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Golden Retrievers are one of the most popular dog breeds in the United States for good reason. They are intelligent, loyal, easy to train, and very affectionate. They make wonderful family dogs because they are great with young children and other dogs.
Golden Retrievers are medium-sized sporting dogs that weigh on average 55-75 pounds, with females weighing on the lower end of this range. Their height can range from 21-24 inches tall. They have a broad head, short ears, deep chest, and very muscular build.
Caring for a Golden Retriever
Golden Retrievers are known for their thick, lustrous golden coats, which are water-repellent. The golden color of their fur can range from light to dark. They have a double coat, which means that they have a thick undercoat of short hair covered by a layer of longer hair. Due to this double coat, Golden Retrievers shed a lot. They also tend to develop matted hair behind their ears and on their hind limbs. Consequently, Golden Retrievers require a lot of grooming—either at home or by a professional groomer—to keep their coats healthy.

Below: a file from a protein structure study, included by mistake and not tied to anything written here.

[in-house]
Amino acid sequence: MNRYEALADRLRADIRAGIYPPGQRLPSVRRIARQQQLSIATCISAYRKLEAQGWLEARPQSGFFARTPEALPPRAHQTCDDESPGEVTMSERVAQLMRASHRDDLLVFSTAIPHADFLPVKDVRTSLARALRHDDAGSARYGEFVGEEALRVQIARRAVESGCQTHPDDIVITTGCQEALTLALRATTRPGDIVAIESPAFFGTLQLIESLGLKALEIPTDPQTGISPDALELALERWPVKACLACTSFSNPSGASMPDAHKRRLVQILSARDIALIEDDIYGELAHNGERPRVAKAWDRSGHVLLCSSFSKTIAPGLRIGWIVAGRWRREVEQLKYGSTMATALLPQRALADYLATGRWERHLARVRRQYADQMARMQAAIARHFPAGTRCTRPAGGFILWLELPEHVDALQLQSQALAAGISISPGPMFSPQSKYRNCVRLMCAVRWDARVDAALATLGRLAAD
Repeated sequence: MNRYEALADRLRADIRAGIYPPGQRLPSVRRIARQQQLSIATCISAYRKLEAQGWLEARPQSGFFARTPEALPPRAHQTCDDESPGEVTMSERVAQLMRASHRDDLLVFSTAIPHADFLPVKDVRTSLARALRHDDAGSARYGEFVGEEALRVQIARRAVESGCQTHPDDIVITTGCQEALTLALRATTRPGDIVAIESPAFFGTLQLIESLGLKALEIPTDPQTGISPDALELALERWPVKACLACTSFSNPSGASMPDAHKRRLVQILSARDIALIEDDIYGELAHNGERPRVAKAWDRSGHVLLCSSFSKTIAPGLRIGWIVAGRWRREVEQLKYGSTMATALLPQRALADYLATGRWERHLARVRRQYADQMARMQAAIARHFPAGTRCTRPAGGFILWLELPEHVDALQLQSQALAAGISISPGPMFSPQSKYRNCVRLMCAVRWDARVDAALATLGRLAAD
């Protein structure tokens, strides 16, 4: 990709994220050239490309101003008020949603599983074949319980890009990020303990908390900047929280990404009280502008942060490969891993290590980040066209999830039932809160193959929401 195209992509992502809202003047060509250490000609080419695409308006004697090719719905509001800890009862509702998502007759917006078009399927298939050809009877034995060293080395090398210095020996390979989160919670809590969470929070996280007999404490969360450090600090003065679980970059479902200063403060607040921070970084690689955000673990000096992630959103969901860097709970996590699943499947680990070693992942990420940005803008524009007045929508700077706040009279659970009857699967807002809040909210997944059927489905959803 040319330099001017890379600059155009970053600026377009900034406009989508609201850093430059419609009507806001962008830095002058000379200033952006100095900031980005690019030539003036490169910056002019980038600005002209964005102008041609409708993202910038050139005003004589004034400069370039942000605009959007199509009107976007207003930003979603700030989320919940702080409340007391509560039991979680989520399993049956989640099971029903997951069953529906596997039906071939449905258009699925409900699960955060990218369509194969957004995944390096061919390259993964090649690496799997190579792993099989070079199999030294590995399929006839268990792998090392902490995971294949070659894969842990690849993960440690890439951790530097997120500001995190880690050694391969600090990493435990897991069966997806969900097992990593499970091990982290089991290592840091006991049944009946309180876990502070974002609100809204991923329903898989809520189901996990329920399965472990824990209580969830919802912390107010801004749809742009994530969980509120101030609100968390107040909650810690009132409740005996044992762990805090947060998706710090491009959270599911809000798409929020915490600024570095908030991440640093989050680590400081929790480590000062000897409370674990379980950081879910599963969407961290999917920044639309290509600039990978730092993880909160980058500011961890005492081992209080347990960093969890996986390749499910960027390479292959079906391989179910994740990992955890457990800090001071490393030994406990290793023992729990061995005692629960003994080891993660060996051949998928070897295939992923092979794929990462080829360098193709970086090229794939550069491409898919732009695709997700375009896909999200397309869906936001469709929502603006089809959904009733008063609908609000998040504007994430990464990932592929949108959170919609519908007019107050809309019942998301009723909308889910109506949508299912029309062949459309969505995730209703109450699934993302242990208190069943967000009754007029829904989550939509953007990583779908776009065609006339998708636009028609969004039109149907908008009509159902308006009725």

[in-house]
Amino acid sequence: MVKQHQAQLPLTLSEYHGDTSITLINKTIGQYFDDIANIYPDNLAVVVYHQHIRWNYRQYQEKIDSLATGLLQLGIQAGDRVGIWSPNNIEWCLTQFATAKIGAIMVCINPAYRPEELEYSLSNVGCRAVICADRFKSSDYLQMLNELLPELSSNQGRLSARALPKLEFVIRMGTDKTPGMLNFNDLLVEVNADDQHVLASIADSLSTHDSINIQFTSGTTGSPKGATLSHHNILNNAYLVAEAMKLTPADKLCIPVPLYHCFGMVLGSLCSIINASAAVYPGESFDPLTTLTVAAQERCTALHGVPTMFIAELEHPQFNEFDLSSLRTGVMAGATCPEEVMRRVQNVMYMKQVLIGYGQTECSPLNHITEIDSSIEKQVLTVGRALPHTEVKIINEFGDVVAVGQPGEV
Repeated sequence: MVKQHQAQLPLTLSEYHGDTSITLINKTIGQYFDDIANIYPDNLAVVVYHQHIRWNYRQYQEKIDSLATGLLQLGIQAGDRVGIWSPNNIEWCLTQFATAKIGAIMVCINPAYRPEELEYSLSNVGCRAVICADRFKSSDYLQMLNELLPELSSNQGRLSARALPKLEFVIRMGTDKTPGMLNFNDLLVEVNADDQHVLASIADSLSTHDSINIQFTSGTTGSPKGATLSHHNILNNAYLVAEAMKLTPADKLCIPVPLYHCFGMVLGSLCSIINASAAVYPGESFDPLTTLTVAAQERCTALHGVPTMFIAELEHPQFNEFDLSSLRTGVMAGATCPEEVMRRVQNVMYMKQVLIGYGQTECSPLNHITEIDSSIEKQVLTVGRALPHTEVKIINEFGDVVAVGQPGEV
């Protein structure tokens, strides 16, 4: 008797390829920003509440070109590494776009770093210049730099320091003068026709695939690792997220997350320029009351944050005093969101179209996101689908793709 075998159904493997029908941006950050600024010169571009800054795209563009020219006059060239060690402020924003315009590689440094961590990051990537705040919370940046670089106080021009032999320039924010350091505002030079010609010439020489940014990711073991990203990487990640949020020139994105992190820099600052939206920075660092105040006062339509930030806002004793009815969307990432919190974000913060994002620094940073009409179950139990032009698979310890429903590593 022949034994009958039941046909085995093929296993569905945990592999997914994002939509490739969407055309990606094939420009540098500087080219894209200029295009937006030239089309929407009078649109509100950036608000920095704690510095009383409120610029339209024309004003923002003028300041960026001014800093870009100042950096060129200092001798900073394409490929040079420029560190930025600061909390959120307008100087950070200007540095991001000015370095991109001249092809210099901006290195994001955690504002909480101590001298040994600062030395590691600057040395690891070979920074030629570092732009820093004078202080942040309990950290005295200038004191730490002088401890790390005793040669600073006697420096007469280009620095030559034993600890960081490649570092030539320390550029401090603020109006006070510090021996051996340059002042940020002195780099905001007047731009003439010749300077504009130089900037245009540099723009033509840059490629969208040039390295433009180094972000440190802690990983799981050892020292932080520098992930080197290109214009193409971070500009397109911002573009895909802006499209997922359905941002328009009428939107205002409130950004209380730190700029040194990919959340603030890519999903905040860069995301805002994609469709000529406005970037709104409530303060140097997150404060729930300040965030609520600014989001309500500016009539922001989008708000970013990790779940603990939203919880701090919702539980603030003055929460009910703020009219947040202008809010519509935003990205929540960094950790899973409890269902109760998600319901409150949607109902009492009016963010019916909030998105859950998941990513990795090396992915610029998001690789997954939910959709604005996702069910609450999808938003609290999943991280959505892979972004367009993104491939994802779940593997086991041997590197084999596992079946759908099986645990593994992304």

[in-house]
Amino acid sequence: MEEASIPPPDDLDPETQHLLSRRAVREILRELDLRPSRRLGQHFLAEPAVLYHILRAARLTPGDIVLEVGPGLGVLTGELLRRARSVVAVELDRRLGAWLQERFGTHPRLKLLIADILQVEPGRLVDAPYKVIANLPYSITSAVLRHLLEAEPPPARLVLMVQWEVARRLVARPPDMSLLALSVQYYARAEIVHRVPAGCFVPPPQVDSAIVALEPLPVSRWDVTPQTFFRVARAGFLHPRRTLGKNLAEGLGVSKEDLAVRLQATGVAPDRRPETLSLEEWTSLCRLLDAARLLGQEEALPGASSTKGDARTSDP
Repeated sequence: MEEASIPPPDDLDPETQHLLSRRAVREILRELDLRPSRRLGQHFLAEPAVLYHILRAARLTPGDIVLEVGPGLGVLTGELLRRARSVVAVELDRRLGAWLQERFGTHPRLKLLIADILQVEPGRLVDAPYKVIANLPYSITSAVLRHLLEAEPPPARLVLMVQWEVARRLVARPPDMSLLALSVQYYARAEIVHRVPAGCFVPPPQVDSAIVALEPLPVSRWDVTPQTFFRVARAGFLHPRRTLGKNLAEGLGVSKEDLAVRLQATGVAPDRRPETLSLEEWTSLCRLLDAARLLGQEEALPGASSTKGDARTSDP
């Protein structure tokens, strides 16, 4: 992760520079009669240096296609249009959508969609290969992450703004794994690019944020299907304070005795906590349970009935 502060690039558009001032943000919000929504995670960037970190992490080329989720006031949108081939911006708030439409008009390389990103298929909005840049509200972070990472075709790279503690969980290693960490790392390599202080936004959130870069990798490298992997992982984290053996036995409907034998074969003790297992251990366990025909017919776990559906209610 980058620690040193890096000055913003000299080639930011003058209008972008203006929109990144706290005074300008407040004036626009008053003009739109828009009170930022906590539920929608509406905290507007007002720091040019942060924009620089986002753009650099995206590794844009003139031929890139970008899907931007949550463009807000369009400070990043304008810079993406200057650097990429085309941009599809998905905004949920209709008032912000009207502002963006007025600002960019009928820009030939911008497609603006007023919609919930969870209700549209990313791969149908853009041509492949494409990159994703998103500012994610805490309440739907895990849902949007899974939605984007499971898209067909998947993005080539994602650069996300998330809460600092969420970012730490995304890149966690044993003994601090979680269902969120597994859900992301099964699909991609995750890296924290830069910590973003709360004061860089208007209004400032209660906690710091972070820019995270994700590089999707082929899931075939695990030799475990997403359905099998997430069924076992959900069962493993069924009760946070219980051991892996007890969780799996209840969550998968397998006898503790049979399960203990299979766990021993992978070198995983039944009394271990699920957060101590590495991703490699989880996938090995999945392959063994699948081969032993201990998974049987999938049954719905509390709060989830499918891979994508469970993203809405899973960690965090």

Golden Retrievers have a moderate amount of energy, even in their senior years. They enjoy a wide variety of activities such as running, going on long walks, retrieving, and swimming. They make excellent therapy dogs and guide dogs for people with impaired vision.
Golden Retriever Health Issues
Golden Retrievers are usually healthy dogs that live for 10–12 years. However, due to poor breeding, some Golden Retrievers may have allergies, heart disease, eye issues, hip dysplasia, cancer, hypothyroidism, or a bad temperament. Make sure to do your research when looking to adopt a Golden Retriever, or find a reputable breeder so that medical issues are less likely.
The medical issues listed below are some of the most common health issues that Golden Retrievers are predisposed to, but this list is not all-inclusive.
Due to their thick coats and love for swimming, Golden Retrievers are prone to developing hot spots, localized areas of skin that are inflamed and infected with bacteria.